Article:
Do you think the County is doing enough to source contracts with local businesses? If not, what would you do to improve it?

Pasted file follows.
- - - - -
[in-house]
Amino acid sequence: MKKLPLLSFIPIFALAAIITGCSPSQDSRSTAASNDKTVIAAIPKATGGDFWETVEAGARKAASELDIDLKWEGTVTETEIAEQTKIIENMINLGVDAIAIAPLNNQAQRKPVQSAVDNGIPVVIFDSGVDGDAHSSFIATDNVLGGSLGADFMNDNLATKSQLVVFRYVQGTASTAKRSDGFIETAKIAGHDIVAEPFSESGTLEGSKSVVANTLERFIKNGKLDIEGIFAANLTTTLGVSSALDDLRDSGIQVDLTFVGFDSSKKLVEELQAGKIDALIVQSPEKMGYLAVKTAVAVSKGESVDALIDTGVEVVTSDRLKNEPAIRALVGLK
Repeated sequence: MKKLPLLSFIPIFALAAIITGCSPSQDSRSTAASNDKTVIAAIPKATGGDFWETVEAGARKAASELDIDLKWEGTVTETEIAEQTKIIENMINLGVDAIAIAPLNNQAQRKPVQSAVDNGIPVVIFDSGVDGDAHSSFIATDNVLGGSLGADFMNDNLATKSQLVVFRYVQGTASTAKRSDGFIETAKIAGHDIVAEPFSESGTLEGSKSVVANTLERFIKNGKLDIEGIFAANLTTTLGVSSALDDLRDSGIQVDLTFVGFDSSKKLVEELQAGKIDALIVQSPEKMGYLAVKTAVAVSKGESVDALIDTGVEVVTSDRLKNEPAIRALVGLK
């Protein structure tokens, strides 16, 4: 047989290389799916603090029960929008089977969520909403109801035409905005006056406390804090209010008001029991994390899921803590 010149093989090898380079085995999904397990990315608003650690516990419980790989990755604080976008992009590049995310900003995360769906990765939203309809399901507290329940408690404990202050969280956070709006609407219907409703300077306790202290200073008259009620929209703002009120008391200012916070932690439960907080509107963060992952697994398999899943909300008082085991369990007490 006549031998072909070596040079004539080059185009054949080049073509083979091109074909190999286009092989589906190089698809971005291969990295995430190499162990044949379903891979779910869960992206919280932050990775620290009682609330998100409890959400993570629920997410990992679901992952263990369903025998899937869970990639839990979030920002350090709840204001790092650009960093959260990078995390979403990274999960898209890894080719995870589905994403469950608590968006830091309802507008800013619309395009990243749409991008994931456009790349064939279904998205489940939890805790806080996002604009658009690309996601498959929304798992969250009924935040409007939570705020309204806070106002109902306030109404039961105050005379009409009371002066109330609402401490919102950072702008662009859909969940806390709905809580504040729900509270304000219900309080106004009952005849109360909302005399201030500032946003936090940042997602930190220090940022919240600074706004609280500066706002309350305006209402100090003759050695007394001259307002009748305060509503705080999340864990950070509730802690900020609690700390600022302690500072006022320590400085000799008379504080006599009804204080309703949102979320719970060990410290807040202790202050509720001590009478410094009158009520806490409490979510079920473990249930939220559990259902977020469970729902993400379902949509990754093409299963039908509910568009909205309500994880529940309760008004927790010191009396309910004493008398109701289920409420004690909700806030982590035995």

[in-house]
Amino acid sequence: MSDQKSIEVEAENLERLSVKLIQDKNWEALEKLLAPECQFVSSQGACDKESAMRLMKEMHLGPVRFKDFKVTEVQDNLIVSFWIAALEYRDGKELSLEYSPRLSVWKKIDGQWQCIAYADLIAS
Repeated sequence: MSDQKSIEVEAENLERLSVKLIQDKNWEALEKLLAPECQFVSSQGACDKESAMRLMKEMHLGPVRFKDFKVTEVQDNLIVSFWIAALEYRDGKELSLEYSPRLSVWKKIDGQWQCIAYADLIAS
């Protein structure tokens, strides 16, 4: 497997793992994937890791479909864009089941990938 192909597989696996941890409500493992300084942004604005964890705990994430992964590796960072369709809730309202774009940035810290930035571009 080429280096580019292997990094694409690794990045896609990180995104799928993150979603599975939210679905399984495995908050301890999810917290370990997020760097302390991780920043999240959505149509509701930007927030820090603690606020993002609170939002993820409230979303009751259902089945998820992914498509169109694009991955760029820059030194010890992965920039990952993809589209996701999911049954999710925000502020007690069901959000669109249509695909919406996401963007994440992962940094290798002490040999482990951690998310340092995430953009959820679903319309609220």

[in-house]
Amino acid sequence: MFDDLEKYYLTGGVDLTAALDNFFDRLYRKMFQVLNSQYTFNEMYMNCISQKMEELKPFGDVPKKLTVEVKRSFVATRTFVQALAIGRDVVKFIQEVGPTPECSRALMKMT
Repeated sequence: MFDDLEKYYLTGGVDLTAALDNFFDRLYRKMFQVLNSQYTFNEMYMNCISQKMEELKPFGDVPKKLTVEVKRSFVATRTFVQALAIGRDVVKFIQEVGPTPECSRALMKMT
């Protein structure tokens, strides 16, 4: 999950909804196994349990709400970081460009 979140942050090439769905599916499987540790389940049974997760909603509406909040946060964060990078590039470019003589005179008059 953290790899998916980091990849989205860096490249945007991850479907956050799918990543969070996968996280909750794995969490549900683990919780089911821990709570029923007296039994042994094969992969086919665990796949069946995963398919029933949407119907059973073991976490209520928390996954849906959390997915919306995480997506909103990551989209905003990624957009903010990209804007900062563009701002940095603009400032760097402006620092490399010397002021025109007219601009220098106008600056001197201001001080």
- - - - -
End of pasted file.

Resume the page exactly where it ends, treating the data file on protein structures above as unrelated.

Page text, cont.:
It is so much easier to manage a Capitol improvement project when the contract bid goes to someone local. The same can be said for consulting agencies, auditors, engineering firms and others who might respond to various county RFPs.  If the company has a stake in the community, is providing local jobs and can do the required work at the required skill-level, then go local if the bid is competitive. When you do, you have a local contact for change orders.  They have a reputation to maintain in the community and are thereby more apt to do good work. They have a stake in our future.  I would encourage the selection of local contracts by staff if said contracts are able to meet the basic criteria spelled out in the RFP. Some degree of outsourced help will always be needed but let’s be self-sufficient any way we can. Besides, there are some very talented people around here!What is your opinion of effectiveness of the $20 million the County spends with the privatized Redwood Quality Management Company for mental health services?